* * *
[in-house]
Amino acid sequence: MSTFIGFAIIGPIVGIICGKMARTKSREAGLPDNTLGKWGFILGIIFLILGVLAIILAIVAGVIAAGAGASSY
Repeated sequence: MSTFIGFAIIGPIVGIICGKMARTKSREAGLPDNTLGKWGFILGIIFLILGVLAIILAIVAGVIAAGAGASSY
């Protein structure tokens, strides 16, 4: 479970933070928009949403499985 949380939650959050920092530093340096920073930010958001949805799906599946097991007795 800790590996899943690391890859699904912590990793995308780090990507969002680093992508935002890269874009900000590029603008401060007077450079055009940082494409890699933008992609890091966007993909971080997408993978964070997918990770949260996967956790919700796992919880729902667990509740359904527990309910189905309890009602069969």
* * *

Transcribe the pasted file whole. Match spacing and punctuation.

[in-house]
Amino acid sequence: MSTFIGFAIIGPIVGIICGKMARTKSREAGLPDNTLGKWGFILGIIFLILGVLAIILAIVAGVIAAGAGASSY
Repeated sequence: MSTFIGFAIIGPIVGIICGKMARTKSREAGLPDNTLGKWGFILGIIFLILGVLAIILAIVAGVIAAGAGASSY
């Protein structure tokens, strides 16, 4: 479970933070928009949403499985 949380939650959050920092530093340096920073930010958001949805799906599946097991007795 800790590996899943690391890859699904912590990793995308780090990507969002680093992508935002890269874009900000590029603008401060007077450079055009940082494409890699933008992609890091966007993909971080997408993978964070997918990770949260996967956790919700796992919880729902667990509740359904527990309910189905309890009602069969």